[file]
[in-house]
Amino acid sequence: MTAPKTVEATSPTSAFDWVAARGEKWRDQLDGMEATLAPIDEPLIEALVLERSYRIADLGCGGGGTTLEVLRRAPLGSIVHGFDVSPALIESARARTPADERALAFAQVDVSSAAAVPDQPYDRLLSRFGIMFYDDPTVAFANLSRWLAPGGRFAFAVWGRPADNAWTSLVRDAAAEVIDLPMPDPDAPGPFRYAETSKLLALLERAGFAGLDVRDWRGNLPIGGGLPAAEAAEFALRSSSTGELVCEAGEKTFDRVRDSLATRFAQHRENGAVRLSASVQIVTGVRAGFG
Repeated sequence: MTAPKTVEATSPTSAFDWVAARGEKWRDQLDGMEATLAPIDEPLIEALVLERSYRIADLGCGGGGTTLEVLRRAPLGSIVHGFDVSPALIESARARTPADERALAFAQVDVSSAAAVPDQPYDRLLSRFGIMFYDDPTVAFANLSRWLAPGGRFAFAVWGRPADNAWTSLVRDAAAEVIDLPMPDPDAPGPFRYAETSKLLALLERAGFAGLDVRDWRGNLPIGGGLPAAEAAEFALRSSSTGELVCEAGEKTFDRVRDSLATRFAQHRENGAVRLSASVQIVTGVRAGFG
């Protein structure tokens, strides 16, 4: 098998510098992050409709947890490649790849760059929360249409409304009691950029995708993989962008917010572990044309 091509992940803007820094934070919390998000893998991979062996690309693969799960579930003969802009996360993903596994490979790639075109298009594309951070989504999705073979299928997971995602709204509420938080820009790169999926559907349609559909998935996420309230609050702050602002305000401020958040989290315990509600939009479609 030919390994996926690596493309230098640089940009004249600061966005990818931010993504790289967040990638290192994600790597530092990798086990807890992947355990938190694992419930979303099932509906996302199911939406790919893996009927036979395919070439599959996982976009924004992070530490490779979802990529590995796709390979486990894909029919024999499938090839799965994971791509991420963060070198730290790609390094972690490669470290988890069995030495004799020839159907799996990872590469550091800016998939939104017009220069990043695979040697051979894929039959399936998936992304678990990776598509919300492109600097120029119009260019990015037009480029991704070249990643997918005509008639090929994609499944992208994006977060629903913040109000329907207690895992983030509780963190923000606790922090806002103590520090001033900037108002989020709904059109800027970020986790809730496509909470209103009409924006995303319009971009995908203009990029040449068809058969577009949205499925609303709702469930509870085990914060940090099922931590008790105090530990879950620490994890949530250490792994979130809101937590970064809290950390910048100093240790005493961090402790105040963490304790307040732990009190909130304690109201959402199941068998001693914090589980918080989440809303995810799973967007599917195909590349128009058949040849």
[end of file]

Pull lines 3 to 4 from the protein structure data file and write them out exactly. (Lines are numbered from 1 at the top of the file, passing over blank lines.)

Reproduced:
Repeated sequence: MTAPKTVEATSPTSAFDWVAARGEKWRDQLDGMEATLAPIDEPLIEALVLERSYRIADLGCGGGGTTLEVLRRAPLGSIVHGFDVSPALIESARARTPADERALAFAQVDVSSAAAVPDQPYDRLLSRFGIMFYDDPTVAFANLSRWLAPGGRFAFAVWGRPADNAWTSLVRDAAAEVIDLPMPDPDAPGPFRYAETSKLLALLERAGFAGLDVRDWRGNLPIGGGLPAAEAAEFALRSSSTGELVCEAGEKTFDRVRDSLATRFAQHRENGAVRLSASVQIVTGVRAGFG
């Protein structure tokens, strides 16, 4: 098998510098992050409709947890490649790849760059929360249409409304009691950029995708993989962008917010572990044309 091509992940803007820094934070919390998000893998991979062996690309693969799960579930003969802009996360993903596994490979790639075109298009594309951070989504999705073979299928997971995602709204509420938080820009790169999926559907349609559909998935996420309230609050702050602002305000401020958040989290315990509600939009479609 030919390994996926690596493309230098640089940009004249600061966005990818931010993504790289967040990638290192994600790597530092990798086990807890992947355990938190694992419930979303099932509906996302199911939406790919893996009927036979395919070439599959996982976009924004992070530490490779979802990529590995796709390979486990894909029919024999499938090839799965994971791509991420963060070198730290790609390094972690490669470290988890069995030495004799020839159907799996990872590469550091800016998939939104017009220069990043695979040697051979894929039959399936998936992304678990990776598509919300492109600097120029119009260019990015037009480029991704070249990643997918005509008639090929994609499944992208994006977060629903913040109000329907207690895992983030509780963190923000606790922090806002103590520090001033900037108002989020709904059109800027970020986790809730496509909470209103009409924006995303319009971009995908203009990029040449068809058969577009949205499925609303709702469930509870085990914060940090099922931590008790105090530990879950620490994890949530250490792994979130809101937590970064809290950390910048100093240790005493961090402790105040963490304790307040732990009190909130304690109201959402199941068998001693914090589980918080989440809303995810799973967007599917195909590349128009058949040849």